The lateral septum and anterior hypothalamus act in tandem to regulate burying in the shock-probe test but not open-arm avoidance in the elevated plus-maze

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Abstract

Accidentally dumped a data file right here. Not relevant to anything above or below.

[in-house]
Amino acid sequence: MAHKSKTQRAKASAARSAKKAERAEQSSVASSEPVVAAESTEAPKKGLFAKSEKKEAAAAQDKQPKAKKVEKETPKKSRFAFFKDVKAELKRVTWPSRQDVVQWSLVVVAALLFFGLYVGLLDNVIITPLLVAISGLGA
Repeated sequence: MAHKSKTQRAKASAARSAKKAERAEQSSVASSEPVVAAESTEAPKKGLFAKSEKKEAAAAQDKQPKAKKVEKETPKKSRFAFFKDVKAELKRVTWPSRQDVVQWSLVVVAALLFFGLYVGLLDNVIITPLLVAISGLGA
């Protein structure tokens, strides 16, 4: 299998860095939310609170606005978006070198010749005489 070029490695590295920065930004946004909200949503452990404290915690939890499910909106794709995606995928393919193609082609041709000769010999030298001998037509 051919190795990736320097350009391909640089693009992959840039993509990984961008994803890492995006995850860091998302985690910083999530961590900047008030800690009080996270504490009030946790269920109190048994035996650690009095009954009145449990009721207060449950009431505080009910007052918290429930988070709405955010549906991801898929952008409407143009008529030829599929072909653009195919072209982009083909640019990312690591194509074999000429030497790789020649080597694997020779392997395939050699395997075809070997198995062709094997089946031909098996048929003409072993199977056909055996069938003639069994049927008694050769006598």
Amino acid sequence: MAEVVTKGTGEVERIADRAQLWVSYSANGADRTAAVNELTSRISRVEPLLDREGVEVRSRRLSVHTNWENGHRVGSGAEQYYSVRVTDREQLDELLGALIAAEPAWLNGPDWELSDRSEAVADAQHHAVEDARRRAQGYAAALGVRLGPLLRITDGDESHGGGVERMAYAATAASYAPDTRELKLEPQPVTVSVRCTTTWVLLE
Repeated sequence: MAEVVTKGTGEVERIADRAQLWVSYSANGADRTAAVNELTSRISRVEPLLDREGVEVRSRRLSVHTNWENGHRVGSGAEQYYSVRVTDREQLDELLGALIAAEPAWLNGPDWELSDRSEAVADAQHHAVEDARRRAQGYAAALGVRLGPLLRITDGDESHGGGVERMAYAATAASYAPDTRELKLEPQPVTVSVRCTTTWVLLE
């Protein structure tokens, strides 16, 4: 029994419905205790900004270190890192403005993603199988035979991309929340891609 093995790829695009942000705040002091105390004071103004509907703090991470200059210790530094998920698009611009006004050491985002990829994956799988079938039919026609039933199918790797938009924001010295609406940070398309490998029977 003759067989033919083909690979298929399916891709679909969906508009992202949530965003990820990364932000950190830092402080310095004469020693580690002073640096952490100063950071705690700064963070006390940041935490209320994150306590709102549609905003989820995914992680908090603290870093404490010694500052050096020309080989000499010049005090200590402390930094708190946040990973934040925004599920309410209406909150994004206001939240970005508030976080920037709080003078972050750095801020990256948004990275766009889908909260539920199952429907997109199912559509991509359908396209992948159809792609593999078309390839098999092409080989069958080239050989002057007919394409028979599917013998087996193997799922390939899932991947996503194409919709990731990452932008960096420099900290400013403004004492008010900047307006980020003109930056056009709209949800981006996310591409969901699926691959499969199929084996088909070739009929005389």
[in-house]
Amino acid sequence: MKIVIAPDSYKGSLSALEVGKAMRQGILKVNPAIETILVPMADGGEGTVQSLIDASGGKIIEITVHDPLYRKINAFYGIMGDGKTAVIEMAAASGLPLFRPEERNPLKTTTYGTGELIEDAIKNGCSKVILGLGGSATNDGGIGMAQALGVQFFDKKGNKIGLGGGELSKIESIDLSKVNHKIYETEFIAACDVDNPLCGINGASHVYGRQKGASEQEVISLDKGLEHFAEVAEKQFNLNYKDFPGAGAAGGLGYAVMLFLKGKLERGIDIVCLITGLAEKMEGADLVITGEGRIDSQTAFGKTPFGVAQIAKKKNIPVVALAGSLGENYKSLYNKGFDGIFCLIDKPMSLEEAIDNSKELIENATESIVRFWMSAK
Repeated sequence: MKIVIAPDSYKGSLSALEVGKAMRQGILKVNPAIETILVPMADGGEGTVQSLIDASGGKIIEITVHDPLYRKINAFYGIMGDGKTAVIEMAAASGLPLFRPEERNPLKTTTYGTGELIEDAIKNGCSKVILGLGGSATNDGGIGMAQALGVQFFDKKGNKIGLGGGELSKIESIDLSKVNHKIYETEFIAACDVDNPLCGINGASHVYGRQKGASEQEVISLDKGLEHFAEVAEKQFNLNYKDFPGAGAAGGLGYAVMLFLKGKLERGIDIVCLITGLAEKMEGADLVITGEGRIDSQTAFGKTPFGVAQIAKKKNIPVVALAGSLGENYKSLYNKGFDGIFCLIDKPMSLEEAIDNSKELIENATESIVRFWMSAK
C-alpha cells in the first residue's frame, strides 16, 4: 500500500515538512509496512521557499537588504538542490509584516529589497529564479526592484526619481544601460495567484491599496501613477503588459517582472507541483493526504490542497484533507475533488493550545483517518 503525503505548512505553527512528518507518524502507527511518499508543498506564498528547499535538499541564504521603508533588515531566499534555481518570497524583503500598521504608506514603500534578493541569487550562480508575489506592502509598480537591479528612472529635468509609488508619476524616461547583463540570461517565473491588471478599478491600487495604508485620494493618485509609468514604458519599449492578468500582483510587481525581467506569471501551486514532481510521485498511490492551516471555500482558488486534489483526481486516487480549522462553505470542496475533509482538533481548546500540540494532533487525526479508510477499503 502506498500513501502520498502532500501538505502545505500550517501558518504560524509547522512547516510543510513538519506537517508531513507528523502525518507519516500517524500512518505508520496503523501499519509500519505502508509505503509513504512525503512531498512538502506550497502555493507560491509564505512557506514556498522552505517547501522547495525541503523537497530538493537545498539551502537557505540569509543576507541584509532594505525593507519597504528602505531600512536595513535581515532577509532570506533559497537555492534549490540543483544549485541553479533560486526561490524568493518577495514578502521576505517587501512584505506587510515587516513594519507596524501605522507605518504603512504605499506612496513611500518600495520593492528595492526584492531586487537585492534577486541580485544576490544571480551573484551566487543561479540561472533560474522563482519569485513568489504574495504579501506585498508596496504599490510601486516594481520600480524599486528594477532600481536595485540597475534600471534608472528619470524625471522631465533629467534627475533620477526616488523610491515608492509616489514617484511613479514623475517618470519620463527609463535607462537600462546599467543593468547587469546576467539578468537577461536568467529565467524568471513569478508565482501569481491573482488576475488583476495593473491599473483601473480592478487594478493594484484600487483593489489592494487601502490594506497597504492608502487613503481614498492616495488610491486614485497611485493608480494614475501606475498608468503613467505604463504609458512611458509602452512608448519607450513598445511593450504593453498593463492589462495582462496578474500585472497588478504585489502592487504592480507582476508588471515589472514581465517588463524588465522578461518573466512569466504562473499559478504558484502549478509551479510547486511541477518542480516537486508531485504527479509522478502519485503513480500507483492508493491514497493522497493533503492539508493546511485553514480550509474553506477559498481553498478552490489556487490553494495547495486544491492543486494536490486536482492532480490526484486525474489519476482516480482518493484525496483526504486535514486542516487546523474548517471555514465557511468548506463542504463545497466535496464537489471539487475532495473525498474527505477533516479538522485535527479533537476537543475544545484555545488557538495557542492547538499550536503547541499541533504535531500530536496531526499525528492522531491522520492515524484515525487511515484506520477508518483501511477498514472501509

Both the lateral septum (LS) and anterior hypothalamus (AHA) regulate behavioural defense. We tested whether those two interconnected structures act in serial in that regard. Infusions of the GABAA agonist muscimol into one side of the LS and the contralateral (but not ipsilateral) AHA suppressed rats’ burying in the shock-probe test whereas none of our muscimol infusion approaches altered their open-arm avoidance in the elevated plus-maze. These results suggest that the LS–AHA circuit serves a specialized role in defensive responses towards discrete, localizable threat stimuli but not towards potential threats.

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